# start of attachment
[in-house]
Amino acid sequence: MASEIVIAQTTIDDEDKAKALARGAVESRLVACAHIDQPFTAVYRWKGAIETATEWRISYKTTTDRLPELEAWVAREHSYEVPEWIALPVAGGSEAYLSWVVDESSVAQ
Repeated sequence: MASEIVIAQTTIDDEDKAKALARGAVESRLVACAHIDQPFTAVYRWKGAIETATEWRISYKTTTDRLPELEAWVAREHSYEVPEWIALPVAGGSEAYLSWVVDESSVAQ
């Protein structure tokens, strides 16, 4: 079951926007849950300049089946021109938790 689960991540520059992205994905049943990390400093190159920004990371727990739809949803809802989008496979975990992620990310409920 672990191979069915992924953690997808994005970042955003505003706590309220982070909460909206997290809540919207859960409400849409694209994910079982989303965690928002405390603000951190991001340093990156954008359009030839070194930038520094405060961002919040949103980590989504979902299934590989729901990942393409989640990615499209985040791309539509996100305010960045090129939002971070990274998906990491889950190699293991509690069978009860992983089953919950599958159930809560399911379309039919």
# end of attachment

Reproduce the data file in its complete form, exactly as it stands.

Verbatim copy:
[in-house]
Amino acid sequence: MASEIVIAQTTIDDEDKAKALARGAVESRLVACAHIDQPFTAVYRWKGAIETATEWRISYKTTTDRLPELEAWVAREHSYEVPEWIALPVAGGSEAYLSWVVDESSVAQ
Repeated sequence: MASEIVIAQTTIDDEDKAKALARGAVESRLVACAHIDQPFTAVYRWKGAIETATEWRISYKTTTDRLPELEAWVAREHSYEVPEWIALPVAGGSEAYLSWVVDESSVAQ
């Protein structure tokens, strides 16, 4: 079951926007849950300049089946021109938790 689960991540520059992205994905049943990390400093190159920004990371727990739809949803809802989008496979975990992620990310409920 672990191979069915992924953690997808994005970042955003505003706590309220982070909460909206997290809540919207859960409400849409694209994910079982989303965690928002405390603000951190991001340093990156954008359009030839070194930038520094405060961002919040949103980590989504979902299934590989729901990942393409989640990615499209985040791309539509996100305010960045090129939002971070990274998906990491889950190699293991509690069978009860992983089953919950599958159930809560399911379309039919």